admin | August 17, 2020
In many places, farmers have been affected by market closures due to the COVID-19 crisis. But Nobukhosi Cebekhulu and Khetsiwe Tofile have produced their own seedlings and pesticides. The women participated in a permaculture training program in Malkerns, Eswatini, where they learned many sustainable farming practices, including how to make compost, harvest water, and plan their production calendar. The training centre also supports them to market their products during the coronavirus crisis, when many markets are closed due to government lockdown. The training centre is selling the women’s farm produce from their own building, providing farmers like Mrs. Cebekhulu and Mrs. Tofile with much-needed income.
Nobukhosi Cebekhulu and Khetsiwe Tofile are both well into their sixties. The women sit outside Mrs. Tofile’s home in Malkerns, Eswatini, a small, bustling rural town. They hold basins of lettuce that will be collected by the Guba Permaculture Training Centre.
The women are small-scale vegetable farmers who are growing in their permaculture home gardens. They are proud they can make a small contribution towards a healthy nation during the COVID-19 pandemic, and happy they can continue to produce and sell vegetables without leaving their homes.
Mrs. Cebekhulu says, “We don’t go to the shop to buy inputs, but we use seedlings that we produce and share among ourselves.” Their produce is collected from their homes and taken to the market.
The women are part of a program run by the Guba Permaculture Training Centre that introduced them to ways of producing food that rebuild and strengthen the surrounding ecosystem.
Using 100% solar energy, Guba harvests rainwater for sanitation and irrigation and produces its own compost and seedlings. Guba runs a 12-month permaculture training program that builds practical skills and knowledge for improving homestead food security and crop resilience.
Mrs. Cebekhulu and Mrs. Tofile were part of the 2014 class of 25 farmers who learnt to build a fence using scrap material and invasive plants. They were also taught to produce their own seeds, and to make compost and pesticides that are not harmful to the environment.
The women make pesticides using wild garlic, chillies, onion, soap, and warm water. Mrs. Cebekhulu explains, “This doesn’t kill the pests but it chases them away.” She adds, “Pesticides aren’t good for our health and the environment. They’re also expensive.”
While Guba initially supported the farmers to produce enough for their families, Mrs. Tofile says the centre later trained them on business management so that they could sell and generate an income.
She explains, “Guba collects the produce and sells it on our behalf.… That’s why we don’t have to worry about leaving home during this period.”
A partial lockdown is in place because of the COVID-19 crisis, and people are advised to avoid public gatherings and respect physical distancing. This can make marketing difficult for farmers.
According to Guba director Sam Hodgson, the year-long permaculture training program is a response to the nutrition and poverty challenges in Eswatini. It also helps farmers better adapt to climate change.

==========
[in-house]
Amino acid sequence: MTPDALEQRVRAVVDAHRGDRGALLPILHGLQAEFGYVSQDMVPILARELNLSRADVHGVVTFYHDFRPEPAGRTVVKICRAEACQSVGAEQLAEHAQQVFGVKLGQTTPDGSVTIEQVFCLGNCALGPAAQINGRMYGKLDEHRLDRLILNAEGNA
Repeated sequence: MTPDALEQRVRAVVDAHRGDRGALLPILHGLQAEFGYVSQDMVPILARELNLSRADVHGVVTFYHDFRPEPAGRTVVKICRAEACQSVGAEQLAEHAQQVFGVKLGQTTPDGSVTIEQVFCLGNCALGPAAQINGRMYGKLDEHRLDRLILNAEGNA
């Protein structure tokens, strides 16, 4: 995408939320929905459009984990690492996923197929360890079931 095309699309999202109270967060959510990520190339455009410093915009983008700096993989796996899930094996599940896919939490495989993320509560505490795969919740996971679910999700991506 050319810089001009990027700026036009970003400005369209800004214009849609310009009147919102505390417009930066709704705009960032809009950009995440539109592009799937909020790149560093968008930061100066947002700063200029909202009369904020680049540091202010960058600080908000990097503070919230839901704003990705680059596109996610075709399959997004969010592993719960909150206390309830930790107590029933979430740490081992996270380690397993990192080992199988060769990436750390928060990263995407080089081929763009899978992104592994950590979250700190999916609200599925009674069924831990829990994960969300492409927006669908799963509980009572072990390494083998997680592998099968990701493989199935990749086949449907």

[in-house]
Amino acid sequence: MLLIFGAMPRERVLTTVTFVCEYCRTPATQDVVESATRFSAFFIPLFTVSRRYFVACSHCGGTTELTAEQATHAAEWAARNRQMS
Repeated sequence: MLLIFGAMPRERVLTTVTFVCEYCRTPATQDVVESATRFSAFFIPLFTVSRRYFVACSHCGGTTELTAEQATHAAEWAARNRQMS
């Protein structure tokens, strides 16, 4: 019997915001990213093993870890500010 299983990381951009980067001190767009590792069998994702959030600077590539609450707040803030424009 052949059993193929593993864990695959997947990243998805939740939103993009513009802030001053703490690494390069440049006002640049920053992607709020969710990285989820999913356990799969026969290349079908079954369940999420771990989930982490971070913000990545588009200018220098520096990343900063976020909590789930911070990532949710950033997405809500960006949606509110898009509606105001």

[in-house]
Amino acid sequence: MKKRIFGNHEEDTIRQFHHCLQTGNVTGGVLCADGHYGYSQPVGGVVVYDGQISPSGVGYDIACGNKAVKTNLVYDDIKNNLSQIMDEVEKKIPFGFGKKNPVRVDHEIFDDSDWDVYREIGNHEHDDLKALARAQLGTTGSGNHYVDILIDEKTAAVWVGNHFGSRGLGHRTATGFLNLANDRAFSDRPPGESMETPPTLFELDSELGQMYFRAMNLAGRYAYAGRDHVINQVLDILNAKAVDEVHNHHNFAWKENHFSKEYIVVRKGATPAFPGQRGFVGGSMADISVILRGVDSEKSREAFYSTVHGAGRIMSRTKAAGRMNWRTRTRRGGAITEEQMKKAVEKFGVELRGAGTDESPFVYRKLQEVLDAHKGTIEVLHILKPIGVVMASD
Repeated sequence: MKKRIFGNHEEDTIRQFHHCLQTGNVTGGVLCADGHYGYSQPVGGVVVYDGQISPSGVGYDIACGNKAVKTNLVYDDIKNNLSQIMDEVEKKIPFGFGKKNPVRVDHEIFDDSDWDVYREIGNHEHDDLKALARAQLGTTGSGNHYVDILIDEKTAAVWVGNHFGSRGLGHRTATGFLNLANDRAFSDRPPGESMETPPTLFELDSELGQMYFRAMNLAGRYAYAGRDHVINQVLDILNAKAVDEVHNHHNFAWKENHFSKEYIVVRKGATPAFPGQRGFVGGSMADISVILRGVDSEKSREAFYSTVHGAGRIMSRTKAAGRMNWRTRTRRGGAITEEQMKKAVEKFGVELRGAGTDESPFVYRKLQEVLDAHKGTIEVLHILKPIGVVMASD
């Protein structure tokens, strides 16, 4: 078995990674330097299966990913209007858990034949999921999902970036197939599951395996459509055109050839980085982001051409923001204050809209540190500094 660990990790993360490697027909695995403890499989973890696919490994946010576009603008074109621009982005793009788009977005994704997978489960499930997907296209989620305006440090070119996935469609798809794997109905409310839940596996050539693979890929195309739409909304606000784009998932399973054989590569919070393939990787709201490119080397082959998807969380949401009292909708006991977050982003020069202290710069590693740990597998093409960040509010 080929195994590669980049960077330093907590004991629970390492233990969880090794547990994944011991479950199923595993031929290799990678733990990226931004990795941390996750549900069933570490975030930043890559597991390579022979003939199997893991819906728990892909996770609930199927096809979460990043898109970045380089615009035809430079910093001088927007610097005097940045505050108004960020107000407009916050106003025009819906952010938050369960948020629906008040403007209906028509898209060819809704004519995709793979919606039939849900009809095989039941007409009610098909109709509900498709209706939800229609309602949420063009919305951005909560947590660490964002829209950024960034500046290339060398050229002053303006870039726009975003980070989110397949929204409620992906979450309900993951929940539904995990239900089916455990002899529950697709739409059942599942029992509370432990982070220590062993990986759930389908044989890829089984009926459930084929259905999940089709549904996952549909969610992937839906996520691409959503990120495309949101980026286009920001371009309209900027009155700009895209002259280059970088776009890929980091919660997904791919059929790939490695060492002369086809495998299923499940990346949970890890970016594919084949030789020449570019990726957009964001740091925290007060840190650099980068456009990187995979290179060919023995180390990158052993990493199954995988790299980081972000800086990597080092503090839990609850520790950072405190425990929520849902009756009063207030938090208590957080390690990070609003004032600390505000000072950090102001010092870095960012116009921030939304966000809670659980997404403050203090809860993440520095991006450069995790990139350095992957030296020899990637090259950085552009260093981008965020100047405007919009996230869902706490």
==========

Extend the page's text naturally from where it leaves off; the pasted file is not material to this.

Participants in the training spend two to three days a month at the centre learning permaculture practices, after which they apply what they’ve learnt at their homes. They learn how to harvest water, make compost, mulch, plant perennial species of trees, and design their production cycle according to the four seasons.
Deepa Pullanikkatil is co-director at Sustainable Futures in Africa. She says that permaculture helps farmers adapt to the changing climate by using sustainable farming practices that mimic nature. Farmers harvest and conserve water, which helps farmers adapt to climate change in Eswatini because the country is experiencing erratic rainfall patterns due to climate change. Farmers also use low- or no-tillage methods and composting, both of which are great for soil fertility. Using less tillage also frees up time and is less costly than hiring labour or tractors.
Deepa Pullanikkatil explains, “The practice produces healthy organic crops which can improve their incomes, thereby enhancing their adaptive capacity.”
Guba also realized that farmers had difficulty paying school fees for their children and catering for other needs. So the centre decided to train farmers to produce for the market and acts as “an ethical middle-man,” selling on behalf of the farmers.
Mr. Hodgson says that they collect, repack, and deliver to many restaurants and middle-class people who want fresh produce. The project earned about $1,100 from selling vegetables. Each participating farmer makes about $200 per month.
During the partial lockdown that the government introduced in March to deal with COVID-19, all restaurants had to close overnight. To respond to this sudden loss of markets, Guba opened a farm stall at the centre.
Mr. Hodgson says, “After four weeks of operating the farm stall three days a week, we’re doing well. Sales are increasing and customer feedback is very positive.”
Guba continues to buy produce from the farmers even during the COVID-19 outbreak, thus maintaining their income stream and, at the same time, supplying fresh produce to the local community.
Photo: Khetsiwe Tofile in her garden in Malkerns, Eswatini. Credit Mantoe Phakathi / IPS
This story was adapted from an article originally published by Interpress Service titled, “COVID-19 – How Eswatini’s Garden Farmers are Keeping the Vegetable Supply Flowing.” To read the full story, go to: http://www.ipsnews.net/2020/04/covid-19-eswatinis-garden-farmers-keeping-vegetable-supply-flowing/